The problem with this group was… it was a lot. I wanted/needed to revise each chapter before sharing it — especially after getting feedback, since I needed to correct all the mistakes they’d pointed out to me that I’d made throughout. But we also had to read (and critique!) 100 pages of other peoples’ work each week. Plus, there was the weekly meeting itself which generally lasted at least two hours.

It was definitely a lot.

But, one person dropped out after a couple of weeks, and another decided to abandon the book she was sharing with us (though she stayed on to critique). So, the reading volume lessened over time.

Critique group takeaways

So what did I learn from my critique group experience?

Going into the group, I hadn’t read many ‘how to write’ books. I was working on instinct, not really aware of what I should be thinking about and how I could be improving.

But, if you’re in a critique group – particularly one with writers who know more about writing than you do – feedback from that group is superior to anything you’ll get from a book (IMHO).

Why? Because when four women blast your work each week, you listen. You pay attention. Things you might have read about in ‘how to write’ books become, suddenly, very real. And they start to make more sense.

For me, I think the big lesson (apart from “don’t use so many ‘ly’ words!!!”) was ‘show don’t tell’.

I will likely write an article about show vs tell at some point, since I think it’s important, and also difficult and confusing (which, as a technical writer, is my favourite combination).

But, when I joined the critique group, it wasn’t a concept I’d spent much time thinking about.

After joining, it was basically all I thought about.

The next book I drafted (His Brother’s Mistress) was just as painful as my first, but this time it was because I was thinking ‘show don’t tell’, ‘show don’t tell’, ‘show don’t tell’ with each new sentence and paragraph. (Or, ‘keep it on the stage’, as one of my fellow group members would say.)

That was the biggest leap I’ve made thus far in improving my writing.

The kindness of strangers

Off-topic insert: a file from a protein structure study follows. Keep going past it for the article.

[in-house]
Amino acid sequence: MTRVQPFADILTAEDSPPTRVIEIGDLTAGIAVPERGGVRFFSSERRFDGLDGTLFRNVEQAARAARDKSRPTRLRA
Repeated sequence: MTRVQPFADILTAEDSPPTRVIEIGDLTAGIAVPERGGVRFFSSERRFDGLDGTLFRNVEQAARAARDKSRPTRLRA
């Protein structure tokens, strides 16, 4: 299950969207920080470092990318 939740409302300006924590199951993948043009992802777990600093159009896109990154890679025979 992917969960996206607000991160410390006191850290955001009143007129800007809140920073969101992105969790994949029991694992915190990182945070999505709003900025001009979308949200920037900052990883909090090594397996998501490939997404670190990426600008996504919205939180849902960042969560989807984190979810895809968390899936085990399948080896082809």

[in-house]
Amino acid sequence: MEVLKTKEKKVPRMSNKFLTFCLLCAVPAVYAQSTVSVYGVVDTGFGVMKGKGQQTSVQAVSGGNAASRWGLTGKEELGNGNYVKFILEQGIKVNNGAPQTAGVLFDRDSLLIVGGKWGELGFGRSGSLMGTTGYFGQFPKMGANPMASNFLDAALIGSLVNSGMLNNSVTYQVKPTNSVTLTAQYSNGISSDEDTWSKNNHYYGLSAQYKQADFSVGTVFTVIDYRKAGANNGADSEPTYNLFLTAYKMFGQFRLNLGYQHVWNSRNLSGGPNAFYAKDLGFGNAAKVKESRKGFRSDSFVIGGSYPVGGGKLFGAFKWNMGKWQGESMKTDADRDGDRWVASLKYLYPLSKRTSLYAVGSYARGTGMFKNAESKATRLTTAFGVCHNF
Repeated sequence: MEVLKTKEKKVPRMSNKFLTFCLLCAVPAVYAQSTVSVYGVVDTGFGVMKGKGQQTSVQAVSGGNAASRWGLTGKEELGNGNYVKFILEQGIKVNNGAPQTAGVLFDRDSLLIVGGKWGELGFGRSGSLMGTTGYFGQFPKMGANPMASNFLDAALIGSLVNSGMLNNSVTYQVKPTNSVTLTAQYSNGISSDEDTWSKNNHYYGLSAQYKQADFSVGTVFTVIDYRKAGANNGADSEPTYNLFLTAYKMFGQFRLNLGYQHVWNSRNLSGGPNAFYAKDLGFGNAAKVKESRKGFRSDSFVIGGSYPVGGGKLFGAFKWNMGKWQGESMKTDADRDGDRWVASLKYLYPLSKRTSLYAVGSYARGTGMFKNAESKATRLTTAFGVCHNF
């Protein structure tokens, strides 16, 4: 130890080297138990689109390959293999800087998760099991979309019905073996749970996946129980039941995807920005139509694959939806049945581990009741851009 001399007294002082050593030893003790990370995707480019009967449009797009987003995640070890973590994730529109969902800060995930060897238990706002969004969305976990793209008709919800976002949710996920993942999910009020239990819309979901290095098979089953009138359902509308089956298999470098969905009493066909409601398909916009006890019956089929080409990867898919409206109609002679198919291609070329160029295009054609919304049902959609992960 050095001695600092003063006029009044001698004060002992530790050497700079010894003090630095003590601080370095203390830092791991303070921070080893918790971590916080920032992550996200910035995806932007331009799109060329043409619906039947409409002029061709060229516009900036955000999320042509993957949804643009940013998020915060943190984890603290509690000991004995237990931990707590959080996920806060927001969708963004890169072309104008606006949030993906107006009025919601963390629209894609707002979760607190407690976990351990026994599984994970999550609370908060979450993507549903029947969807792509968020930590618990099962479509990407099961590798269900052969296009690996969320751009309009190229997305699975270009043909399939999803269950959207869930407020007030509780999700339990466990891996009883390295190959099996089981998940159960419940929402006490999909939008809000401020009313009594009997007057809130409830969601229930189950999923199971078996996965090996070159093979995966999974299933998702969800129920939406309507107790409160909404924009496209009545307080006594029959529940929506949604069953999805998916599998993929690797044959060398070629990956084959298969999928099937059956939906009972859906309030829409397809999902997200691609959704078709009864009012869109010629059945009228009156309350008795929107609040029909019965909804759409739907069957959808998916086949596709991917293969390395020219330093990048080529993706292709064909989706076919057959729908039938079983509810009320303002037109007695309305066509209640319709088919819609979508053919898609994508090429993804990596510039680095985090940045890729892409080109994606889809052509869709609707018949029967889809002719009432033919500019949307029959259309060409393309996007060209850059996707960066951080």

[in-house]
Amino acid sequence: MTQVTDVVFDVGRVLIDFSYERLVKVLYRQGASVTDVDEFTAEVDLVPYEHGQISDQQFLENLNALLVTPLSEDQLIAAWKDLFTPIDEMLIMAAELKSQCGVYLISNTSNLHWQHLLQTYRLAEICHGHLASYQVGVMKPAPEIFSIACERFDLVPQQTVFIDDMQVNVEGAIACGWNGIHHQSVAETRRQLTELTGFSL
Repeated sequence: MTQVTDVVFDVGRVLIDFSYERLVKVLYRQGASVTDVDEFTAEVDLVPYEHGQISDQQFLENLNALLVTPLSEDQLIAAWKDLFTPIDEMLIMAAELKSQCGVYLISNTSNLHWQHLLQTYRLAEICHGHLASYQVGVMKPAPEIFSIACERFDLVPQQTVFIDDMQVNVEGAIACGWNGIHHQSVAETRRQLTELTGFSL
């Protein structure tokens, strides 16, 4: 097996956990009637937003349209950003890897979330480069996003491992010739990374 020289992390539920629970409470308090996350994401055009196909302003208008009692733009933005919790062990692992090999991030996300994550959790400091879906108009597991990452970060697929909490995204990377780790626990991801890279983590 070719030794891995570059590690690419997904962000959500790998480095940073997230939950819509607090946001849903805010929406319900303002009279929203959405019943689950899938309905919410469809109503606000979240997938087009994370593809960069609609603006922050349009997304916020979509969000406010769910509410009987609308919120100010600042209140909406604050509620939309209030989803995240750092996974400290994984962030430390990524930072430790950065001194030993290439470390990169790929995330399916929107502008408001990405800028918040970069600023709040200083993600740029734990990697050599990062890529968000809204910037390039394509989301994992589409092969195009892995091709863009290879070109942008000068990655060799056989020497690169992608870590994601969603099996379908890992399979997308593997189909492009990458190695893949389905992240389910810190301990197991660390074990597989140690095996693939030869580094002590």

In short, don’t rely on family and friends. I have gotten feedback from my family/friends, but mostly about story details — which is useful, and I always listen to it. But, I’m not sure that it’s made me a better writer.

I tried to make them harsher. Once I even set up an ‘anonymous’ Google feedback form for family/friends, thinking they’d be more willing to be critical if they weren’t saying it to my face. But, alas, no one used it.

But, I’ve realized, it’s not your friends and family’s job to critique. It’s their job to enjoy your book. If you want to improve your writing, you need people who don’t really care too much about your feelings, people who don’t need to worry about an on-going relationship.

Not that my critique group was mean — they were just critical. And you need critical to learn.

So thank you Diana, Sherile, Jillian, and Shannon. I’d be a worser writer without you.

I’m a bit shame-faced to confess that since that critique group, I’ve pretty much climbed back into my writing bubble. You can’t be in critique mode all the time, after all — it would take all the fun out of writing. Plus, I figure I have a lot of knowledge now that I’m still working on applying to my writing, so I don’t really need more to work on just yet.

Besides, there are limits to feedback. If you try to follow all the advice, you’ll dilute your work and it will become faded and gray and not yours anymore.

So listen to feedback, think about it, and then decide if and how you want to apply it. You are the author. You decide what you want your book to be.

(And you can just forget all that stuff I said about being arrogant. I’m really very humble.)